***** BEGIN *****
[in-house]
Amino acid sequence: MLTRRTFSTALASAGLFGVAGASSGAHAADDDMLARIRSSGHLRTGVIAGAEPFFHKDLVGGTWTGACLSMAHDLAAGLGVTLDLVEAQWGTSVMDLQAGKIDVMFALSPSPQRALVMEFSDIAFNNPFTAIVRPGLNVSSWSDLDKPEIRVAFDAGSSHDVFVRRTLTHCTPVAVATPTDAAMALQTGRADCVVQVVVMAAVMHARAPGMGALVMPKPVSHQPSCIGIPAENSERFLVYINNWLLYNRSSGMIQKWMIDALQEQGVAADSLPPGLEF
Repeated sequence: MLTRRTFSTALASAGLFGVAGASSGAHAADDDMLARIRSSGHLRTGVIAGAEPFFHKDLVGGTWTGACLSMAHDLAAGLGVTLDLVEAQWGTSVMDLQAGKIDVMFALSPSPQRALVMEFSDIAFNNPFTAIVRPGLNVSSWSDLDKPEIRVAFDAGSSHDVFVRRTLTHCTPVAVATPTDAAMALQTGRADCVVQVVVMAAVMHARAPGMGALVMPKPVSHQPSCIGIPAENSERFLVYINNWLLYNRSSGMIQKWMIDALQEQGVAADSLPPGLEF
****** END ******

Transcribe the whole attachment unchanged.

[in-house]
Amino acid sequence: MLTRRTFSTALASAGLFGVAGASSGAHAADDDMLARIRSSGHLRTGVIAGAEPFFHKDLVGGTWTGACLSMAHDLAAGLGVTLDLVEAQWGTSVMDLQAGKIDVMFALSPSPQRALVMEFSDIAFNNPFTAIVRPGLNVSSWSDLDKPEIRVAFDAGSSHDVFVRRTLTHCTPVAVATPTDAAMALQTGRADCVVQVVVMAAVMHARAPGMGALVMPKPVSHQPSCIGIPAENSERFLVYINNWLLYNRSSGMIQKWMIDALQEQGVAADSLPPGLEF
Repeated sequence: MLTRRTFSTALASAGLFGVAGASSGAHAADDDMLARIRSSGHLRTGVIAGAEPFFHKDLVGGTWTGACLSMAHDLAAGLGVTLDLVEAQWGTSVMDLQAGKIDVMFALSPSPQRALVMEFSDIAFNNPFTAIVRPGLNVSSWSDLDKPEIRVAFDAGSSHDVFVRRTLTHCTPVAVATPTDAAMALQTGRADCVVQVVVMAAVMHARAPGMGALVMPKPVSHQPSCIGIPAENSERFLVYINNWLLYNRSSGMIQKWMIDALQEQGVAADSLPPGLEF